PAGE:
by Photo courtesy of NASA

The Central Tonga Islands welcomed a new island after an underwater volcano erupted earlier this month. 

The new island emerged on Sept.10 when an underwater volcano erupted, according to a statement from the NASA Earth Observatory. Eleven hours after the eruption began, a new island rose above the water surface. 

According to NASA, the Home Reef Seamount in the Central Tonga Islands has repeatedly oozed lava, ejected plumes of steam and ash, and discolored the surrounding water.

Researchers with the Tonga Geological Services on Sept.14 estimated the island's area to be roughly one acre with the elevation to be 33 feet above sea level. By Sept. 20, the island had grown to cover six acres. 

The newly born island is located southwest of Late Island, northeast of Hunga Tonga-Hunga Ha‘apai, and northwest of Mo‘unga‘one.

“The volcano poses low risks to the aviation community and the residents of Vava‘u and Ha‘apai,” the Tonga Geological Service said in an update issued on September 20. “All mariners are, however, advised to sail beyond 4 kilometers away from Home Reef until further notice.” The service noted that most ash should fall within a few kilometers of the vent.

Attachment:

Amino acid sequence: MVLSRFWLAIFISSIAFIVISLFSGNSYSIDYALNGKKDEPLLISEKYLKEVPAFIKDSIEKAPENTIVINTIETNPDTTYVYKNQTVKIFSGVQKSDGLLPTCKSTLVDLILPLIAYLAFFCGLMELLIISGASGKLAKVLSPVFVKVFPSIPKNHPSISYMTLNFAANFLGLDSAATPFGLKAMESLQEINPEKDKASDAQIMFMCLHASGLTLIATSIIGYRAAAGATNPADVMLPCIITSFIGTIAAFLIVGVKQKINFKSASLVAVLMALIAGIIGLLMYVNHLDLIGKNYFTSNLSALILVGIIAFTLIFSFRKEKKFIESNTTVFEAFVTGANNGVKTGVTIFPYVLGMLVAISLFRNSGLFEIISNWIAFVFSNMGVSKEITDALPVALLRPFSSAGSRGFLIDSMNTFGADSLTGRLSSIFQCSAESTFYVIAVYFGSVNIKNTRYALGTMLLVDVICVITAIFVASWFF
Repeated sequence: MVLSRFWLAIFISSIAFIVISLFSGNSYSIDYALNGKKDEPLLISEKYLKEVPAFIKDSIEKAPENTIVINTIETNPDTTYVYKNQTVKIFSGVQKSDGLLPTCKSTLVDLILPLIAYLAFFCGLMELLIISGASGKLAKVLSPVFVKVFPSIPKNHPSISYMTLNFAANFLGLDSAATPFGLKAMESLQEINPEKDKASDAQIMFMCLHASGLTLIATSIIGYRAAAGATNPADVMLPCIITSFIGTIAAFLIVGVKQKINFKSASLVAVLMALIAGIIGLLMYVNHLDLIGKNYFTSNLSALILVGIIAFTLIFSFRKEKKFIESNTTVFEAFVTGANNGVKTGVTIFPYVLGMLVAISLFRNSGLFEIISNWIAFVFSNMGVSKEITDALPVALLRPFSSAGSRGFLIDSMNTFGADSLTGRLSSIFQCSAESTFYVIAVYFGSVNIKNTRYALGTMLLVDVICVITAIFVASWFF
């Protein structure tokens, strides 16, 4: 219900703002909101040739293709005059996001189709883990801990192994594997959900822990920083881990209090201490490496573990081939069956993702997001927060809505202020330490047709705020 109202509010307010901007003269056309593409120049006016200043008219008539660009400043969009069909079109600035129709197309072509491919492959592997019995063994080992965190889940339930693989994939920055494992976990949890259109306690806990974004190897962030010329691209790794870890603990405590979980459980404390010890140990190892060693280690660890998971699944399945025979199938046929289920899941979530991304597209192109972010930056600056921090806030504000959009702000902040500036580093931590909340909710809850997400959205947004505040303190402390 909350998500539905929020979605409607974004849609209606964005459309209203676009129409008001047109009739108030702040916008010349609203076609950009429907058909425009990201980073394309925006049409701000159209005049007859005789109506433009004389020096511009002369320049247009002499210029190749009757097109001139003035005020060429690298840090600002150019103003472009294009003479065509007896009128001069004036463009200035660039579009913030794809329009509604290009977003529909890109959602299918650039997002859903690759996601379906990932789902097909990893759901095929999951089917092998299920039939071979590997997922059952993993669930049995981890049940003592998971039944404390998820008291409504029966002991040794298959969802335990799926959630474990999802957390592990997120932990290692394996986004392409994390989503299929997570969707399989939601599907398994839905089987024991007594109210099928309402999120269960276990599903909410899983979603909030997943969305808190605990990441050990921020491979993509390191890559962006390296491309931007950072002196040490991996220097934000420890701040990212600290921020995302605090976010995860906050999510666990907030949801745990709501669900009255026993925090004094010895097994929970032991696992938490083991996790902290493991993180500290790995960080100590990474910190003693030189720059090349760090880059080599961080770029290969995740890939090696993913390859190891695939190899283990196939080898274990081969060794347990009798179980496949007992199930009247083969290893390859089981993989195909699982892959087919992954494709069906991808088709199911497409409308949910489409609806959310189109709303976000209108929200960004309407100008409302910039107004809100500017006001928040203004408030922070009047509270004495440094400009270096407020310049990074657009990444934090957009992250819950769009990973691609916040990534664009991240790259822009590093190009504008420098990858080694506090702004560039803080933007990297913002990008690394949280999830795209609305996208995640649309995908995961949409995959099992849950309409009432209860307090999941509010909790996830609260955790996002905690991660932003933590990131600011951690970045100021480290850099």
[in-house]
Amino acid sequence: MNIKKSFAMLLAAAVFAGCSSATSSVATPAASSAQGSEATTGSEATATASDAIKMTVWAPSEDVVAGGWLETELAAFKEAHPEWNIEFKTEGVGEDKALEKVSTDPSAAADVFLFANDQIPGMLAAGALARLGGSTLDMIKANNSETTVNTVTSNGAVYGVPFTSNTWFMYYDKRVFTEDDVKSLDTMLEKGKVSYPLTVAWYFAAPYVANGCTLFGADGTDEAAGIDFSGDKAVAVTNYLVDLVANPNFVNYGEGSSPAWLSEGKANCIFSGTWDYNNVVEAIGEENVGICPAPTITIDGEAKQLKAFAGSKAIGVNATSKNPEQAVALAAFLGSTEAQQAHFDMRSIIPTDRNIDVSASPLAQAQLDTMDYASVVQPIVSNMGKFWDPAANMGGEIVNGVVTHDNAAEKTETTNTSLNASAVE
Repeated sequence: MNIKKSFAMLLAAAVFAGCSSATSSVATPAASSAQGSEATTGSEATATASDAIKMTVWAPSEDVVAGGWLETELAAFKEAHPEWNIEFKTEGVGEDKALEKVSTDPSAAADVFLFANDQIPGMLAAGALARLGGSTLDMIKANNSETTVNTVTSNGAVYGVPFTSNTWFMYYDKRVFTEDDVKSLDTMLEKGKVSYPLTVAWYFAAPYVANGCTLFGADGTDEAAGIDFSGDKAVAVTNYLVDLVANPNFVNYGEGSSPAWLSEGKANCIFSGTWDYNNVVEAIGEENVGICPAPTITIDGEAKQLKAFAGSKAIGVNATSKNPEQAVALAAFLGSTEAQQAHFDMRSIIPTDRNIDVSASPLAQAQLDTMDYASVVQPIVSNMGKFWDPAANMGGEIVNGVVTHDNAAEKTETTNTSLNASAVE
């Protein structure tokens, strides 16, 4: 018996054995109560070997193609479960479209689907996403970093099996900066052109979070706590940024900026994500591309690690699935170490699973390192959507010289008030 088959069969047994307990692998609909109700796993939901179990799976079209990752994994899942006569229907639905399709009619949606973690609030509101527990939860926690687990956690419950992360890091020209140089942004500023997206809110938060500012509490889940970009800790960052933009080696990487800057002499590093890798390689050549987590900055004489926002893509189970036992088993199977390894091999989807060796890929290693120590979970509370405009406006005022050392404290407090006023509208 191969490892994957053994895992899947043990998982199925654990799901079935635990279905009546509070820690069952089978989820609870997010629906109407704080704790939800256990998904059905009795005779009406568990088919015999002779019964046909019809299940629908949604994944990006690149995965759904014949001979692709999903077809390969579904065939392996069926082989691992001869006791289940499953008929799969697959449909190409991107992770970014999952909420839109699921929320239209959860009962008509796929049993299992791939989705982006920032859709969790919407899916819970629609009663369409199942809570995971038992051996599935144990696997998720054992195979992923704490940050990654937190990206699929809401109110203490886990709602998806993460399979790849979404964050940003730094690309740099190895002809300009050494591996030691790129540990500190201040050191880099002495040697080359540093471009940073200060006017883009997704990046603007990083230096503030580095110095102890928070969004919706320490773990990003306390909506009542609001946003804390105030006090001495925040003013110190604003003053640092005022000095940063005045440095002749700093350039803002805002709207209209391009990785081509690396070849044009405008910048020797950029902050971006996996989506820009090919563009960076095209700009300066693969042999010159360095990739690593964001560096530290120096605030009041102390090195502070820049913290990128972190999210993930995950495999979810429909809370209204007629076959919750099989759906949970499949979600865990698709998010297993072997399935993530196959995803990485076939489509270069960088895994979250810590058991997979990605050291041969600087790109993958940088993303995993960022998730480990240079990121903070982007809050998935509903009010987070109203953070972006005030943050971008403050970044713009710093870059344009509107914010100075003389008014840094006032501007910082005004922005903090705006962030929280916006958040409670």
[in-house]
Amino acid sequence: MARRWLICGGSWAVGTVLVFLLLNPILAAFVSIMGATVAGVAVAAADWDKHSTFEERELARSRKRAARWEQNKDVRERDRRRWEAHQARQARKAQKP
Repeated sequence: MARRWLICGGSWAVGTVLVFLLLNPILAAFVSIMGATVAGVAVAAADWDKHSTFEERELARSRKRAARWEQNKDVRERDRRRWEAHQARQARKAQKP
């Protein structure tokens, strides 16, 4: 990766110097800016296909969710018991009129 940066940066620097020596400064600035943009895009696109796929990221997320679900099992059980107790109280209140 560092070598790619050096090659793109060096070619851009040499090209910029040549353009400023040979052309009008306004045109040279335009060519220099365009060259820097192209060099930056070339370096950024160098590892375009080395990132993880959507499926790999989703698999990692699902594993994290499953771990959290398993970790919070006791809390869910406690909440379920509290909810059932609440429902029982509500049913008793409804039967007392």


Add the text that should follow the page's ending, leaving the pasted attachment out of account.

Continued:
According to NASA, Islands created by submarine volcanoes are often short-lived, though they occasionally persist for years. Home Reef has had four recorded periods of eruptions, including events in 1852 and 1857. 

Small islands temporarily formed after both events, and eruptions in 1984 and 2006 produced ephemeral islands with cliffs that were 50 to 70 meters high. An island created by a 12-day eruption from nearby Late‘iki Volcano in 2020 washed away after two months, while an earlier island created in 1995 by the same volcano remained for 25 years.

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